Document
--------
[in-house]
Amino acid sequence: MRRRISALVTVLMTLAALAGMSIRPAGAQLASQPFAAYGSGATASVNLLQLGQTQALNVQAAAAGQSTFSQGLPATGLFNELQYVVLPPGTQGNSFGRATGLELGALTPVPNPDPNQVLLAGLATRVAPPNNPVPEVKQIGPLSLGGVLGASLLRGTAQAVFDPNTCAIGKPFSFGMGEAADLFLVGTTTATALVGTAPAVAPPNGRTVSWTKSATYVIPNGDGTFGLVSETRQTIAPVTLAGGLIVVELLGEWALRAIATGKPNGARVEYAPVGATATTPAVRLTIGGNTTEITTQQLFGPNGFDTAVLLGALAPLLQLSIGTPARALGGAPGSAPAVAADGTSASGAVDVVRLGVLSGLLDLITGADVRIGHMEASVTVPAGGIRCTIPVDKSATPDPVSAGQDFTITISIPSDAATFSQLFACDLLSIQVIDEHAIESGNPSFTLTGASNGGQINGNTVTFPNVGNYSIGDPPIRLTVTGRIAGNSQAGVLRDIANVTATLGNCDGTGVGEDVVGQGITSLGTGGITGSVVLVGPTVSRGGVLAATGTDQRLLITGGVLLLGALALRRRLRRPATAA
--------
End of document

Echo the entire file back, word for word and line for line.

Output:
[in-house]
Amino acid sequence: MRRRISALVTVLMTLAALAGMSIRPAGAQLASQPFAAYGSGATASVNLLQLGQTQALNVQAAAAGQSTFSQGLPATGLFNELQYVVLPPGTQGNSFGRATGLELGALTPVPNPDPNQVLLAGLATRVAPPNNPVPEVKQIGPLSLGGVLGASLLRGTAQAVFDPNTCAIGKPFSFGMGEAADLFLVGTTTATALVGTAPAVAPPNGRTVSWTKSATYVIPNGDGTFGLVSETRQTIAPVTLAGGLIVVELLGEWALRAIATGKPNGARVEYAPVGATATTPAVRLTIGGNTTEITTQQLFGPNGFDTAVLLGALAPLLQLSIGTPARALGGAPGSAPAVAADGTSASGAVDVVRLGVLSGLLDLITGADVRIGHMEASVTVPAGGIRCTIPVDKSATPDPVSAGQDFTITISIPSDAATFSQLFACDLLSIQVIDEHAIESGNPSFTLTGASNGGQINGNTVTFPNVGNYSIGDPPIRLTVTGRIAGNSQAGVLRDIANVTATLGNCDGTGVGEDVVGQGITSLGTGGITGSVVLVGPTVSRGGVLAATGTDQRLLITGGVLLLGALALRRRLRRPATAA